Skip to content

May we suggest

Collecting Guide / March 24, 2020

The Collectors: Jeneen Frei Njootli

Dana Claxton, <em>Headdress–Jeneen</em>, 2018. Collection Jeneen Frei Njootli. Dana Claxton, Headdress–Jeneen, 2018. Collection Jeneen Frei Njootli.
Dana Claxton, <em>Headdress–Jeneen</em>, 2018. Collection Jeneen Frei Njootli. Dana Claxton, Headdress–Jeneen, 2018. Collection Jeneen Frei Njootli.

Artist; Assistant Professor, Department of Art History, Visual Art and Theory, University of British Columbia
Location: Vancouver

I don’t necessarily identify as an “art collector.” The majority of the works I have came to me through my kinship system, and even as we see a growing acceptance of Indigenous material culture into what is known as contemporary art, the idea that this could be considered a “collection” is complicated. Referring to the things that are dear to me as a collection doesn’t do them justice or is not the right word to speak to the relationships around the works.

Some of the artworks I have are from trades or were made collaboratively or dialogically. One painting I have was given to me as part of a trade for a tattoo. I have an artwork by Amy Malbeuf that she gave to me in exchange for a sound work to score her film The Length of Grief. The mask that was given to me by Dayna Danger was custom-made for me, in dialogue with me. They actually made it while we were together installing an exhibition. For me, the mask is a symbol of our kinship and the love and care that we have between us. Another significant piece I have was also gifted to me, by Dana Claxton, when I sat for her Headdress photo series.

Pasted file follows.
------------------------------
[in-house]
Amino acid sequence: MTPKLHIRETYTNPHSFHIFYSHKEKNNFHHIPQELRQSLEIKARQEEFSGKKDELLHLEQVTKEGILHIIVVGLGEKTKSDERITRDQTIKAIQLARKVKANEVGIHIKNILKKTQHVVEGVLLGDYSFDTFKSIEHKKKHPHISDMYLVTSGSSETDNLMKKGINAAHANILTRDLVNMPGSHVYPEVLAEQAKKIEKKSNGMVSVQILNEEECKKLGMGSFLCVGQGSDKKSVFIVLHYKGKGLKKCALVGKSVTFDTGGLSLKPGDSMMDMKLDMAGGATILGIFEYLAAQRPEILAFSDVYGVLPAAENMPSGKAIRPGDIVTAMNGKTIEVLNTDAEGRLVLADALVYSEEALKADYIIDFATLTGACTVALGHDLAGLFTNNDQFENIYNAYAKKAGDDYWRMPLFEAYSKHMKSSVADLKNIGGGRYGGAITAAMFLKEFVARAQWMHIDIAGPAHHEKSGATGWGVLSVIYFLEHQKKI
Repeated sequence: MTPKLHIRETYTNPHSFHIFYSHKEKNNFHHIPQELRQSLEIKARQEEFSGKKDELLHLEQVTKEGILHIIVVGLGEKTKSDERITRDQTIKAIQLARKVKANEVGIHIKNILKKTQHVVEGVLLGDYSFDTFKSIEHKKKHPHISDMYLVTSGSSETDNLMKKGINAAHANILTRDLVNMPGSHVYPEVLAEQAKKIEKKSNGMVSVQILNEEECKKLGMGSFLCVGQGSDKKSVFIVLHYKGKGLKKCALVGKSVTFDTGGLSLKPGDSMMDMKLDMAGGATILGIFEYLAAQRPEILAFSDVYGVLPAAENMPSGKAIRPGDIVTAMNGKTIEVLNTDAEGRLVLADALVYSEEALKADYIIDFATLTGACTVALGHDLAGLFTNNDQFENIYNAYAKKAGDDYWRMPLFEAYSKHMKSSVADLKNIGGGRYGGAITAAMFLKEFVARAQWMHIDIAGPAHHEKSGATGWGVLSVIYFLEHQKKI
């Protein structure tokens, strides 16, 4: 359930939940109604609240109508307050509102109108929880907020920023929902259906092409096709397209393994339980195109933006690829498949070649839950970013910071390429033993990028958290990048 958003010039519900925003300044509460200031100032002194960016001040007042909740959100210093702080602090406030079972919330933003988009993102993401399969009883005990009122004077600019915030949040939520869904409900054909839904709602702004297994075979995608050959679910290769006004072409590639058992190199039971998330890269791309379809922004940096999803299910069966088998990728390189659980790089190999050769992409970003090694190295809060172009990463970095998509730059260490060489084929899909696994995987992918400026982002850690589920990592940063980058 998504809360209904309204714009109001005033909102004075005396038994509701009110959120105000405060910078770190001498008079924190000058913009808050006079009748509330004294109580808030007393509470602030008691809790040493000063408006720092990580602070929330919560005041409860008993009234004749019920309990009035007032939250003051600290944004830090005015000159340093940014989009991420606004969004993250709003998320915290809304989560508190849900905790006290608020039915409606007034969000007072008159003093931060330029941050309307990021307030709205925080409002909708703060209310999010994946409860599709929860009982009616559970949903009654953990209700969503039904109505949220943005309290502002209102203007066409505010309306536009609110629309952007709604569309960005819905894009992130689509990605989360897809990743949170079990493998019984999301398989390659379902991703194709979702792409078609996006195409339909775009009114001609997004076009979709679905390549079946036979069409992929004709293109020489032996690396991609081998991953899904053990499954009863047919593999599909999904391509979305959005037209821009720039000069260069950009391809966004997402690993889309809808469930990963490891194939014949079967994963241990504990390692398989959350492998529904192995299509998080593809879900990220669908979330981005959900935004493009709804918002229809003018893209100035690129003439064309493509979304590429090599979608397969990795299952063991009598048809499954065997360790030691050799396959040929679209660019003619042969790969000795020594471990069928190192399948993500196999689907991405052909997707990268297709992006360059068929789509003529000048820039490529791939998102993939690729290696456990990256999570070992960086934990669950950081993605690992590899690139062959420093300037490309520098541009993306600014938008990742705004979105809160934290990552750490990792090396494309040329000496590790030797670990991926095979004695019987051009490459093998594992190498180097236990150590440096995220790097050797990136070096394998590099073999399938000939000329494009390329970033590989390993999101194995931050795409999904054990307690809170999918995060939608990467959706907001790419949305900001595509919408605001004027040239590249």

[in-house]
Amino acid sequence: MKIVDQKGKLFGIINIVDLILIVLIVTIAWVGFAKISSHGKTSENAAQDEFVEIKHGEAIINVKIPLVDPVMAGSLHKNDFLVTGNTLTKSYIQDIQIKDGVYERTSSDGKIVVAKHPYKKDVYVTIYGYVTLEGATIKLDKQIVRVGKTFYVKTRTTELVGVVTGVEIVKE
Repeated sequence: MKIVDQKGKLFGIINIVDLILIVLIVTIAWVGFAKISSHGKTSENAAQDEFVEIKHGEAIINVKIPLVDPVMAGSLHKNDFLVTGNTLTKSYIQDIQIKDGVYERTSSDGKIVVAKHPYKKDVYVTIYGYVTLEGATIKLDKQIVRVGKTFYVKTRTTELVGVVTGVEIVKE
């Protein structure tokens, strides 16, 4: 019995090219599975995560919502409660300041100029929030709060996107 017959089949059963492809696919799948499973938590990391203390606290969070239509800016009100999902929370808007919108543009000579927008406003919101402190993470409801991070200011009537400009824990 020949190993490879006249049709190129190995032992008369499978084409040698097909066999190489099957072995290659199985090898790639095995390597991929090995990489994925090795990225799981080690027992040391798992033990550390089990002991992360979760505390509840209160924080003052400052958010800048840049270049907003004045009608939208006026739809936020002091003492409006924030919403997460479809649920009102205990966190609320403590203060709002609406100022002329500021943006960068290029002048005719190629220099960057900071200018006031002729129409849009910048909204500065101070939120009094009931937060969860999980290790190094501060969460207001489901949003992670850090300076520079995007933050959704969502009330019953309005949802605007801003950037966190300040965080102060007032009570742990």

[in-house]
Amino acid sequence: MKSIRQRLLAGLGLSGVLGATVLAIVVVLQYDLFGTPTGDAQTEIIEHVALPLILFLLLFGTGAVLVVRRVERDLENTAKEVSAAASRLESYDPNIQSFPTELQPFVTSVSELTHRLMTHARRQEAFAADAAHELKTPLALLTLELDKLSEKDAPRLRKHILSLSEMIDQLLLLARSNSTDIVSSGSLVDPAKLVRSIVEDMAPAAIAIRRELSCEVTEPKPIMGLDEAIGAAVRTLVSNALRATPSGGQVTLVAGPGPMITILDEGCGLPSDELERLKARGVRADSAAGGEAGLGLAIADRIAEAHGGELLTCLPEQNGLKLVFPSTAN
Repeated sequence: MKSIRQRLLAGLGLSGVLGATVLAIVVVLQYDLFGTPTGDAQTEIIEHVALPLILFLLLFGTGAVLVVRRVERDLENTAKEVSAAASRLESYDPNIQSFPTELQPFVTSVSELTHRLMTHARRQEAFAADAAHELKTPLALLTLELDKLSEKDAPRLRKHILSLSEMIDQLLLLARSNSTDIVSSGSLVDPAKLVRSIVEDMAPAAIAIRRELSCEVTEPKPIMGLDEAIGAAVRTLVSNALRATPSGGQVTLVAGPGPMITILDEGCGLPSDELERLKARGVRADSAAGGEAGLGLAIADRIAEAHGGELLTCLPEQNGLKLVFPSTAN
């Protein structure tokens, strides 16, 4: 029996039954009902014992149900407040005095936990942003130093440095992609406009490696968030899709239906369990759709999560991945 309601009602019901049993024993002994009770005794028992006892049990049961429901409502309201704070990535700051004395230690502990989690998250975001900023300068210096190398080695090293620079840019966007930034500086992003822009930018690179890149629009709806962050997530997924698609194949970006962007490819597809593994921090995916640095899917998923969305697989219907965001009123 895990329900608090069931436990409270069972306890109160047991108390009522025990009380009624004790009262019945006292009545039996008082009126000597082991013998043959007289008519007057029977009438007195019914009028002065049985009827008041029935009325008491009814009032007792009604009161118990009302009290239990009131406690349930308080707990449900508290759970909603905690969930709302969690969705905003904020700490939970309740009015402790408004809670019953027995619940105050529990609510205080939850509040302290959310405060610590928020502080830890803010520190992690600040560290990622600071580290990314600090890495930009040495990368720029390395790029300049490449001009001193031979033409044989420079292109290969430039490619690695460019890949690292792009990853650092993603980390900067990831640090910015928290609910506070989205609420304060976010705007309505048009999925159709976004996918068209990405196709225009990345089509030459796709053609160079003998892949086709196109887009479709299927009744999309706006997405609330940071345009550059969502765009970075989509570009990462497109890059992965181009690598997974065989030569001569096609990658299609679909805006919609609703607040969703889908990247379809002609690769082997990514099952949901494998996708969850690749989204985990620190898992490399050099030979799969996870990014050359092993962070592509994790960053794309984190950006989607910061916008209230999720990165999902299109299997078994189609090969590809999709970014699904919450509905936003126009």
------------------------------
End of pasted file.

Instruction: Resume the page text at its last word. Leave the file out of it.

“In terms of an art collection, what does it mean to have snowshoes made by a late Elder, Robert Frances, from Fort McPherson? What does it mean to think about that as part of my collection?”

I think it’s also interesting to talk about Indigenous practices and collecting in terms of what’s happening, for example, around earrings and trade. I have earrings from Haus of Dizzy, who’s an Australian Indigenous artist and activist. I have earrings by Tahltan artist and collaborator Tsēmā Igharas. Then I have tattoos that Dion Kaszas gave me when James Luna and I first met. Can these be considered part of a collection? When we wear things from our material culture it’s a way of being proud of our culture, of where we come from, but also of supporting other artists and makers.

I’ve been fortunate to have people purchase my work and enter their collections; that’s helped my livelihood and my career. I want to do the same thing for younger artists. I think it’s significant, too, for there to be more Indigenous people collecting Indigenous art. As for acquisition practices, it’s really important that institutions are starting to repatriate belongings. As much as it’s important to talk about collections, it’s also important to talk about repatriation.

This post is adapted from the Canadian Art Collecting Guide, out in our Spring 2020 issue, “Influence.”